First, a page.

“Modern design is meant to be functional first—to integrate function as a part of our lives and space, to simplify and declutter our physical environment—and to accomplish this in an aesthetically pleasing form. Great modern design makes our living spaces easier to use and occupy while simultaneously stimulating our senses positively,” said Jesse Walden, architect and builder with Lucid Studio in Denver.

After many years helping people find homes that fit their personalities and lifestyles, I have noticed that it is almost always the use of the space that has a greater impact than the sheer volume of square footage. This comes in two forms: use of square footage in layout and flow, and of course, interior design. Having a great floor plan, visually pleasing design and good flow to a home will make it a desirable and more valuable home now and in the future.

This article was originally posted/written by RisMedia


Clever Tips To Make Painting Your Home Easier



Painting is one of the easiest and least expensive ways to transform a space. But it can also be a hassle, what with all that taping and prepping and cleaning up. These clever tips can make it easier. Fun, even. (That might be a stretch.)

Wrap it up

One of the most painful tasks associated with the painting is having to clean up at the end of the day. If you hate cleaning your brushes, this tip is for you. The best way to preserve your brush if you're done for the day (or the time being) but not done with the job, is to wrap it in plastic wrap and throw it in the freezer overnight. But, it does require about 15 minutes of thawing out the following day before you can begin again. We found that putting the brush in a Ziploc bag and making it as airtight as possible does a fine job of keeping the brush pliable for the next day, and you can just pick it up and go without the wait.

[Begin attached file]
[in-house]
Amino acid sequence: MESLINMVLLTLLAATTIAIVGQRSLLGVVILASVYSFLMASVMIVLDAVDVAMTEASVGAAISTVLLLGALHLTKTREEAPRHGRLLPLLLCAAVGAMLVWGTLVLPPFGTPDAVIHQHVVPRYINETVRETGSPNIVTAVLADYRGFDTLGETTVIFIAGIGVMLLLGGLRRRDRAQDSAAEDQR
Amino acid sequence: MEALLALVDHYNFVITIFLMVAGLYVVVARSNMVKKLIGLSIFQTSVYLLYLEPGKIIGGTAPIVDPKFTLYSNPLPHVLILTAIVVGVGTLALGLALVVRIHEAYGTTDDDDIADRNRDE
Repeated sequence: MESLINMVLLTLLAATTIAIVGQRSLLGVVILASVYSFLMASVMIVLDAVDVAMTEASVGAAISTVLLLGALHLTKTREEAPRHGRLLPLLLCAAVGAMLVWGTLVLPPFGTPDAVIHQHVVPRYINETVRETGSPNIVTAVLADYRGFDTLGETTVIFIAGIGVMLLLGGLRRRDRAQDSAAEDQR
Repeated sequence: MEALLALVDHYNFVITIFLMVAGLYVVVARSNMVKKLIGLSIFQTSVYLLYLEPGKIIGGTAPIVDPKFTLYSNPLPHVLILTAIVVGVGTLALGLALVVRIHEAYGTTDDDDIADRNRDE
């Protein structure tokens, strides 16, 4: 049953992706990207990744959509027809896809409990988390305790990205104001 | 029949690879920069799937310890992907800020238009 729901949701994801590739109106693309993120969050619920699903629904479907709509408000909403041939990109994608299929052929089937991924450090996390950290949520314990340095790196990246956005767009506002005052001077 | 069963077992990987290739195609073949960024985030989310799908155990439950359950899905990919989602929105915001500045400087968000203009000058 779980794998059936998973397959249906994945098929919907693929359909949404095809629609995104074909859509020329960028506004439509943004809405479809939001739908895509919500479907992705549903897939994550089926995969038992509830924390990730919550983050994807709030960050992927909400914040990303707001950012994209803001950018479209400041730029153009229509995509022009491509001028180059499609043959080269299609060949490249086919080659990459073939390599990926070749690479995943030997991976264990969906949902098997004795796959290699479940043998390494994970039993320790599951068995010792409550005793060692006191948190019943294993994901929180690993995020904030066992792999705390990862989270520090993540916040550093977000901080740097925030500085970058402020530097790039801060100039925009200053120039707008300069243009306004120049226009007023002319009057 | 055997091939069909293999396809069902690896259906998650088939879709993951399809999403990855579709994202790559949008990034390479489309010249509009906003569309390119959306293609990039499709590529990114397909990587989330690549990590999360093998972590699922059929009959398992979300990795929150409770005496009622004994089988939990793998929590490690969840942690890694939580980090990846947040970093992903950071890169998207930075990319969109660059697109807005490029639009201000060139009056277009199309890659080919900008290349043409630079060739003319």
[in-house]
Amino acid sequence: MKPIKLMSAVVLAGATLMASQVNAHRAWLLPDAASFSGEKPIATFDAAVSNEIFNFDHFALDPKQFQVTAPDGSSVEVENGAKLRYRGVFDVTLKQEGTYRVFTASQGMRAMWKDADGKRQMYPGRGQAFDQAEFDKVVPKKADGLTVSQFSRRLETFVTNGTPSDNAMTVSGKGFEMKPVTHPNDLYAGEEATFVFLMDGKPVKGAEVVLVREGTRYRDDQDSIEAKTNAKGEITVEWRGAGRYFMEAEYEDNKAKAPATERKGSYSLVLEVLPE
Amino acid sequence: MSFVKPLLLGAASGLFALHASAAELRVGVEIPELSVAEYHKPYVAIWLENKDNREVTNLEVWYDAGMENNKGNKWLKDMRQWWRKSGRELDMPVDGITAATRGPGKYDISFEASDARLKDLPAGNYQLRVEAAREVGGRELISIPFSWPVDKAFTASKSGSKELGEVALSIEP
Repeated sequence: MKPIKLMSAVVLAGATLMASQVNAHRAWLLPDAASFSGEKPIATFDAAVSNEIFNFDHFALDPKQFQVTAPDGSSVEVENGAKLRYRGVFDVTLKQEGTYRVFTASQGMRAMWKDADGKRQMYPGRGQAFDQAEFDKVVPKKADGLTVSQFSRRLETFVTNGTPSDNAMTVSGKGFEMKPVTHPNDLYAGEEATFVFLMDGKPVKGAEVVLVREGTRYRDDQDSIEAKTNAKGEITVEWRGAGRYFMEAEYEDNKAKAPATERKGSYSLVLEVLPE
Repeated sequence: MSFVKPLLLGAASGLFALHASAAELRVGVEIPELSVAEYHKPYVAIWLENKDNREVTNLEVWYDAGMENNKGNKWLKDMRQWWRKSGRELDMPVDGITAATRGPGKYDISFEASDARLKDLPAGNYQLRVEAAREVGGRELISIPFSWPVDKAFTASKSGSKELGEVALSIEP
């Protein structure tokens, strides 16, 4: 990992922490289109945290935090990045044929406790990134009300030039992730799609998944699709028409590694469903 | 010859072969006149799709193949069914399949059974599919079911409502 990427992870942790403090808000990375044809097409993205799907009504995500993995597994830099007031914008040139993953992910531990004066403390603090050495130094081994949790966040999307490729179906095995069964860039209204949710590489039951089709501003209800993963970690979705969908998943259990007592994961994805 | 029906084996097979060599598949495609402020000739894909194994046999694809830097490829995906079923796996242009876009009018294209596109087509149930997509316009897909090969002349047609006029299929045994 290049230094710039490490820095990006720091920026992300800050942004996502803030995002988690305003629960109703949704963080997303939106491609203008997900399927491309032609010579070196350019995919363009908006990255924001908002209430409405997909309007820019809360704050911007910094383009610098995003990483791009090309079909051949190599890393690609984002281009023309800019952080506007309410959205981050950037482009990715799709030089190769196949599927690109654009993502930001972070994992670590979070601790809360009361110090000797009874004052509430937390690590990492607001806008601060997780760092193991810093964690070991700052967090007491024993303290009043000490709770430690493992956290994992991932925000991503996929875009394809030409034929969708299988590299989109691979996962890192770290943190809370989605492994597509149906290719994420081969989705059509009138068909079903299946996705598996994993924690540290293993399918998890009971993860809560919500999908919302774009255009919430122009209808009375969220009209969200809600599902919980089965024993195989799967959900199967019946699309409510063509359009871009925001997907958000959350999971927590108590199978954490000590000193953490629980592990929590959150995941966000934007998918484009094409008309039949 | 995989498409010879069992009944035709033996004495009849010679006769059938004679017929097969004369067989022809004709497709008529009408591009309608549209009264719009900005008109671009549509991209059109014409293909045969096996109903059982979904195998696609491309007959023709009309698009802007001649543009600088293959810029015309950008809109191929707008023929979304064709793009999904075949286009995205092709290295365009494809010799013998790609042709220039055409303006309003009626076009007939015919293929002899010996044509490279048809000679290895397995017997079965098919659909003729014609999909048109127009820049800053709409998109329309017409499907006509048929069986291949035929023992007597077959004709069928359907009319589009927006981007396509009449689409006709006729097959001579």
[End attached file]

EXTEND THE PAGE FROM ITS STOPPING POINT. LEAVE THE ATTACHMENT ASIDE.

Line it

Paint tray liners are helpful in extending the life of your paint tray and minimizing clean up, but if you don't want to spend the money, head to your kitchen, instead. Aluminum foil or plastic wrap wrapped around your paint tray will keep it clean.


Keep that foil handy

Reader's Digest notes that aluminum foil is also great when painting a door. "When you're painting a door, aluminum foil is great for wrapping doorknobs to keep paint off them. Overlap the foil onto the door when you wrap the knob, then run a sharp utility knife around the base of the knob to trim the foil. That way you can paint right up to the edge of the knob. In addition to wrapping knobs on the doors that you'll paint, wrap all the doorknobs that are along the route to where you will clean your hands and brushes."

Dust those walls

Prepping is key to a successful paint job, but if you're doing a quick cleanup of your walls before painting, you may not want to spray cleaner on them for fear that the paint won't adhere well. Use a Swiffer duster instead. Dust will cling to it and you'll have a clean surface to paint on.  A dryer sheet is another good option for getting the dust off your surfaces - especially baseboards - before you begin.

Take out the smell

If you're using a VOC paint, any odor should be minor. But if you want to ensure the smell is pleasant, add some vanilla. "To neutralize the strong smell of any type of paint, add one tablespoon of vanilla extract (a natural deodorizer) per gallon. It won't affect the color of the paint," said HGTV.